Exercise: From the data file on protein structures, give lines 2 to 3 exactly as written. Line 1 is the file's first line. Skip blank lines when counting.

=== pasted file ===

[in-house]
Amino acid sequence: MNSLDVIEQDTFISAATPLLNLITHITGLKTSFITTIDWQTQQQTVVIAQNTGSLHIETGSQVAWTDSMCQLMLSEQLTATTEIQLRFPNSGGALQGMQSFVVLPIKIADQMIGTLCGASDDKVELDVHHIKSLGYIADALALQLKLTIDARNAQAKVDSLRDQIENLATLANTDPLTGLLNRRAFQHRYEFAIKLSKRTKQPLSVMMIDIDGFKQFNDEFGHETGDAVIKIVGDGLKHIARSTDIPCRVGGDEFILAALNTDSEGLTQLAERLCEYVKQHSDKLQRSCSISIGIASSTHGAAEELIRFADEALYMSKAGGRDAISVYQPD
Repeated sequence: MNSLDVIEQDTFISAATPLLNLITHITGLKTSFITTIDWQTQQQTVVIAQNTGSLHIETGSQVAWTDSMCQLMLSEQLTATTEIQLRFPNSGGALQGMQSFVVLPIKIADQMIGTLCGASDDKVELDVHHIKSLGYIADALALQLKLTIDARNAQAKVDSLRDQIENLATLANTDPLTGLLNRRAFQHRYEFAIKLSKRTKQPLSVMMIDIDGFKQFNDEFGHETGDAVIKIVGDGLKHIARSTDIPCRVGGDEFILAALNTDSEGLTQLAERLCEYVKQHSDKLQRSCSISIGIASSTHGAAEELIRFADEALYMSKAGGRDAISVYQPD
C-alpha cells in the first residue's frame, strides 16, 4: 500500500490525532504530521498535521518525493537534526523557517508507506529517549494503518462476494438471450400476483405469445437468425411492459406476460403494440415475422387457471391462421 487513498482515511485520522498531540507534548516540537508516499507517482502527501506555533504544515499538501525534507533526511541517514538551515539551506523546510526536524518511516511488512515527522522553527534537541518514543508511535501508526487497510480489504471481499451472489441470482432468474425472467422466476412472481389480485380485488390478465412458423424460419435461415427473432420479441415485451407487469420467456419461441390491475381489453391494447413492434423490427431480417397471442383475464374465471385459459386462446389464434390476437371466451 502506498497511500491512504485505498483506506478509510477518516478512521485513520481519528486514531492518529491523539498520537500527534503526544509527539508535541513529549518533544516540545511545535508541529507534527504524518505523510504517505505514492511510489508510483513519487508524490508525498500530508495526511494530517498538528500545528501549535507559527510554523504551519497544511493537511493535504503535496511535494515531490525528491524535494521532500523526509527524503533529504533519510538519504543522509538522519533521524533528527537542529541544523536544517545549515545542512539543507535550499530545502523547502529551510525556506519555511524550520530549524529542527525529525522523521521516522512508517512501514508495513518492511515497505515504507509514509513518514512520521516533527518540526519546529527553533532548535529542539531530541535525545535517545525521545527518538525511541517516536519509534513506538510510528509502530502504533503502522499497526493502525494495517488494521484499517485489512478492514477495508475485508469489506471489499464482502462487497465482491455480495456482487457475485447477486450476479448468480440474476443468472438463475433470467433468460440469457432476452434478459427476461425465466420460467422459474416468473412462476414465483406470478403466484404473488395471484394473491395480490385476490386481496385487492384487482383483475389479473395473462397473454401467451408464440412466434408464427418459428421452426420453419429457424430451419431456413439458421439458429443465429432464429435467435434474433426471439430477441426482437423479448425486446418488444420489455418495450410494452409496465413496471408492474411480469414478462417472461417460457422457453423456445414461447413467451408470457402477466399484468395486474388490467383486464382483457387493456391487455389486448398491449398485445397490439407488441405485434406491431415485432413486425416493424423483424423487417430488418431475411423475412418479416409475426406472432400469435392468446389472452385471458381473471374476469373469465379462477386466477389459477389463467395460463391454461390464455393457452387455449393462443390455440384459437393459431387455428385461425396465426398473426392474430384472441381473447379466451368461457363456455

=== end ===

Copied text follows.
Amino acid sequence: MNSLDVIEQDTFISAATPLLNLITHITGLKTSFITTIDWQTQQQTVVIAQNTGSLHIETGSQVAWTDSMCQLMLSEQLTATTEIQLRFPNSGGALQGMQSFVVLPIKIADQMIGTLCGASDDKVELDVHHIKSLGYIADALALQLKLTIDARNAQAKVDSLRDQIENLATLANTDPLTGLLNRRAFQHRYEFAIKLSKRTKQPLSVMMIDIDGFKQFNDEFGHETGDAVIKIVGDGLKHIARSTDIPCRVGGDEFILAALNTDSEGLTQLAERLCEYVKQHSDKLQRSCSISIGIASSTHGAAEELIRFADEALYMSKAGGRDAISVYQPD
Repeated sequence: MNSLDVIEQDTFISAATPLLNLITHITGLKTSFITTIDWQTQQQTVVIAQNTGSLHIETGSQVAWTDSMCQLMLSEQLTATTEIQLRFPNSGGALQGMQSFVVLPIKIADQMIGTLCGASDDKVELDVHHIKSLGYIADALALQLKLTIDARNAQAKVDSLRDQIENLATLANTDPLTGLLNRRAFQHRYEFAIKLSKRTKQPLSVMMIDIDGFKQFNDEFGHETGDAVIKIVGDGLKHIARSTDIPCRVGGDEFILAALNTDSEGLTQLAERLCEYVKQHSDKLQRSCSISIGIASSTHGAAEELIRFADEALYMSKAGGRDAISVYQPD